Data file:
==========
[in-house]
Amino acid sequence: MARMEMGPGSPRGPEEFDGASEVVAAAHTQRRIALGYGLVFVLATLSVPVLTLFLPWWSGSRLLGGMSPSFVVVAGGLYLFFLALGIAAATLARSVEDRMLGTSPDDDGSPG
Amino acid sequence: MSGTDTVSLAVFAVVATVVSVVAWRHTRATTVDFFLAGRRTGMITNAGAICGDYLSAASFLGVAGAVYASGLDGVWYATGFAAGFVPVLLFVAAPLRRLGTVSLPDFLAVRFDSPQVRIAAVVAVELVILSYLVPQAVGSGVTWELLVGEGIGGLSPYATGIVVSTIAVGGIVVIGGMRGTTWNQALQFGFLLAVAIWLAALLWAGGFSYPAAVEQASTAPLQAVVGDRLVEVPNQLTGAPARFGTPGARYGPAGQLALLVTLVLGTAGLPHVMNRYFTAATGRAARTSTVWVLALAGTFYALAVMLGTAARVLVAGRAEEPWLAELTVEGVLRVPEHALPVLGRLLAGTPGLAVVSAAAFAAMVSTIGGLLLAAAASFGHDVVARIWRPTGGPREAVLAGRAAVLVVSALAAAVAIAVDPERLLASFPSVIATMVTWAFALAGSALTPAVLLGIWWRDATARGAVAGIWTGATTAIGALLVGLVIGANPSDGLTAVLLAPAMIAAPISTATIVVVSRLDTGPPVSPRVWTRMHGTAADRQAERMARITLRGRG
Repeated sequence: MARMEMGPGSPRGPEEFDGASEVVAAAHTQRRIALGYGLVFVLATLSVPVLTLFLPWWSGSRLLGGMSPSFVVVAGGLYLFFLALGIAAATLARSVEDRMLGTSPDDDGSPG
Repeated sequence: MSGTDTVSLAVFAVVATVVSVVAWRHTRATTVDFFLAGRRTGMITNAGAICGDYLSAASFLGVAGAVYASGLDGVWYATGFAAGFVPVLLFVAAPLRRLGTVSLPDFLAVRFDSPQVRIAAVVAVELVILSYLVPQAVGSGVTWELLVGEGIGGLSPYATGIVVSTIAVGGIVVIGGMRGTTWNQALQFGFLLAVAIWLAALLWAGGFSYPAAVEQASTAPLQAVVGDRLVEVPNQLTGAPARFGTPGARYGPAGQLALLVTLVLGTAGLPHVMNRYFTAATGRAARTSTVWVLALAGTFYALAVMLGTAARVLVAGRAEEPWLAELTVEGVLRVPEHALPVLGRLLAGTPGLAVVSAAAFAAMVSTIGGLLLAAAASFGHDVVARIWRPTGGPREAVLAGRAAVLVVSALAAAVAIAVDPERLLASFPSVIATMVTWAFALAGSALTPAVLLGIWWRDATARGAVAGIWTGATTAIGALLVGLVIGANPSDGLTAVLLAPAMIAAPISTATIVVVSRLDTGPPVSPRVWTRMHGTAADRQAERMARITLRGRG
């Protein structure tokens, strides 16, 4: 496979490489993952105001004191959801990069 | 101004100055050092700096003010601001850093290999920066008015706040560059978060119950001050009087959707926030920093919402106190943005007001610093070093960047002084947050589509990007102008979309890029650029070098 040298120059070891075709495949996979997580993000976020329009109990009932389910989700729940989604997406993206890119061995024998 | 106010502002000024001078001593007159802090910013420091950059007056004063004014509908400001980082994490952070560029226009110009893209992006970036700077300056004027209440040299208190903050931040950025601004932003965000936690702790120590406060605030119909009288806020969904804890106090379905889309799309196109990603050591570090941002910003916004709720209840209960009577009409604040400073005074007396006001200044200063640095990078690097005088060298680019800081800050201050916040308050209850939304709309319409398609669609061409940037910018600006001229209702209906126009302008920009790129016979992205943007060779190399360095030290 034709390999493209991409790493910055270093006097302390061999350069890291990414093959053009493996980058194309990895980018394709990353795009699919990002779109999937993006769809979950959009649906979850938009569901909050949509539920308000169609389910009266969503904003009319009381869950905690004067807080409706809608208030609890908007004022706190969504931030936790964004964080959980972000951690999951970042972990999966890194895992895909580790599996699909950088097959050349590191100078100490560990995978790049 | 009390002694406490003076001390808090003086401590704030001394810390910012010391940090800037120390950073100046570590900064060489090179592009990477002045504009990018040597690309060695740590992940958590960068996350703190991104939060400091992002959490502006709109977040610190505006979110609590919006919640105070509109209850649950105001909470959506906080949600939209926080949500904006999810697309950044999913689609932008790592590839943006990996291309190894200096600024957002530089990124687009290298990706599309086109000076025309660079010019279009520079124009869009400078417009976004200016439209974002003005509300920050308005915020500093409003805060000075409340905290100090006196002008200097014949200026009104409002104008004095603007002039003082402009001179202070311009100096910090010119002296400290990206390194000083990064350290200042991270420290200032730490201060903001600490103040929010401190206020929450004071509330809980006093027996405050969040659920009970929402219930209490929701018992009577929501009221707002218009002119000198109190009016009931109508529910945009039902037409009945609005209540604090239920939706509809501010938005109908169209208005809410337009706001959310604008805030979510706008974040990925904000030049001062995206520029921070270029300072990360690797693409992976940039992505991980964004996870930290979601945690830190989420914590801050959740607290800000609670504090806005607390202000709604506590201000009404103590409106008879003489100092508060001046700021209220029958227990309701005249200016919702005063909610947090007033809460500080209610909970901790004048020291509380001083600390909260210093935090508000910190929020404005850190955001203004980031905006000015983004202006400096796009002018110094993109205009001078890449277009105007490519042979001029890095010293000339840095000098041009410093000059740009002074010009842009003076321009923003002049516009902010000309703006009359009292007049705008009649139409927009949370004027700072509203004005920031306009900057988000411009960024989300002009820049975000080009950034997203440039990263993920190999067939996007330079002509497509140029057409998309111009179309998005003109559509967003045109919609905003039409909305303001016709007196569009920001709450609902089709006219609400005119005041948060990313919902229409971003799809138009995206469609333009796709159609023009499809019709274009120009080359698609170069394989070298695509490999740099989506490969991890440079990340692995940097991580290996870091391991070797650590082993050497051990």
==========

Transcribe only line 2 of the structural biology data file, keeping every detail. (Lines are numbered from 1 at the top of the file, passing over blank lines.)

Amino acid sequence: MARMEMGPGSPRGPEEFDGASEVVAAAHTQRRIALGYGLVFVLATLSVPVLTLFLPWWSGSRLLGGMSPSFVVVAGGLYLFFLALGIAAATLARSVEDRMLGTSPDDDGSPG